Student and the Lanarkshire milk experiment

Stephen Senn*

*Corresponding author for this work

Research output: Contribution to journalArticleResearchpeer-review


A detailed examination of the 1930 Lanarkshire Milk Experiment (LME) by the famous statistician William Sealy Gossett (“Student”), which appeared in Biometrika in 1931, is re-examined from a more modern perspective. The LME had a complicated design whereby 67 schools in Lanarkshire were allocated to receive either raw or pasteurised milk but pupils within the schools were allocated to either receive milk or to act as controls. Student’s criticisms are considered in detail and examined in terms of subsequent developments on the design and analysis of experiments, in particular as regards appropriate estimation of standard errors of treatment estimates when an incomplete blocks structure has been used. An analogy with a more modern trial in osteoarthritis is made. Suggestions are made as to how analysis might proceed if the original data were available. Some lessons for observational studies in epidemiology are drawn and it is speculated that hidden clustering structures might be an explanation as to why results may vary from observational study to observational study by more than conventionally calculated standard errors might suggest.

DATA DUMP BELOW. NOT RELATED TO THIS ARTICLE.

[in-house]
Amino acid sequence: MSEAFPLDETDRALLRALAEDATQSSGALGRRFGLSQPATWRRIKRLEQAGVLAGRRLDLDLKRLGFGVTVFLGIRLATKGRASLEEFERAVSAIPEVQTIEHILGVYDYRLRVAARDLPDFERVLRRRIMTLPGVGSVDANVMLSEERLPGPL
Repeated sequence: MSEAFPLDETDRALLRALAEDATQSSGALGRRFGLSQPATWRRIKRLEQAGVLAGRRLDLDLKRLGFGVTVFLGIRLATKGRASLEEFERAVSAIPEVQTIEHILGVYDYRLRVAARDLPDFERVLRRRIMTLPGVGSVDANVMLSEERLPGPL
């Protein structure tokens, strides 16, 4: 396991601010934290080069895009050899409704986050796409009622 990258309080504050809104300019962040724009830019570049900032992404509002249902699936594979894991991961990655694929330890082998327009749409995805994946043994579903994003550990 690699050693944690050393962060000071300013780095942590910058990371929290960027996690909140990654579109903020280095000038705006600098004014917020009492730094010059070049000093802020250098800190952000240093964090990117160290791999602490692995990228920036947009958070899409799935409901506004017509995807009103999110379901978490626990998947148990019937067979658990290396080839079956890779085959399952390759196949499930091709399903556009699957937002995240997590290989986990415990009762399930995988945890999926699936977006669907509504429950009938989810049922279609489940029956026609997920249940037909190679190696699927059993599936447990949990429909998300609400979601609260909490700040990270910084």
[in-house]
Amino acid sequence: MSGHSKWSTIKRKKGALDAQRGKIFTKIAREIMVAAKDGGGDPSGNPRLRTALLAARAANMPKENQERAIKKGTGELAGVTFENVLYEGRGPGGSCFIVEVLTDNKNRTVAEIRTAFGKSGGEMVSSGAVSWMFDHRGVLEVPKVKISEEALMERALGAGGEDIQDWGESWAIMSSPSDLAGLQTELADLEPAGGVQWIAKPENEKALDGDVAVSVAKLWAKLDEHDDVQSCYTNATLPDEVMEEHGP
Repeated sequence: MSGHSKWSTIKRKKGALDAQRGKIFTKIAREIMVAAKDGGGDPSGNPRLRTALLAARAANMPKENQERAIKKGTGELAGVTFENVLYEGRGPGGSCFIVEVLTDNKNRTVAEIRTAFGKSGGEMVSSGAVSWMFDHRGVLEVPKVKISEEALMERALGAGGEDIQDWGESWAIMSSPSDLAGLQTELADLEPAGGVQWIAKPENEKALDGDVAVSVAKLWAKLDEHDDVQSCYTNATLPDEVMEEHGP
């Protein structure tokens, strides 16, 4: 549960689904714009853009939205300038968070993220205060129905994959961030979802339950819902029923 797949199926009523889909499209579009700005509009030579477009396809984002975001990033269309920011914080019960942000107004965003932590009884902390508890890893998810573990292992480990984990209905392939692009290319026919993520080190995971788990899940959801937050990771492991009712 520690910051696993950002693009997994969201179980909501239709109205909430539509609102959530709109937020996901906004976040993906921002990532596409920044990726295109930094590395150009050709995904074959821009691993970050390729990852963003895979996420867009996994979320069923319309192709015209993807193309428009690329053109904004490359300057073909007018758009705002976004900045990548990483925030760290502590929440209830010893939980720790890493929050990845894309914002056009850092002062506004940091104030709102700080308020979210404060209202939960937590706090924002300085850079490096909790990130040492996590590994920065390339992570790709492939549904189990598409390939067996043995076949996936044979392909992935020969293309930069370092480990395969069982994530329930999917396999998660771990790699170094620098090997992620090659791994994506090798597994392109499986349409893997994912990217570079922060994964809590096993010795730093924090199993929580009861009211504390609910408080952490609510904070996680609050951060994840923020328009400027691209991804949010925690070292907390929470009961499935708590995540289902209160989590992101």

Original languageEnglish
Pages (from-to)1-10
Number of pages10
JournalEuropean Journal of Epidemiology
Issue number1
Publication statusPublished - Jan 2023
Externally publishedYes


  • Cluster design
  • Incomplete blocks
  • Nutrition
  • Random effects
  • Randomisation
  • Standard errors
  • Student


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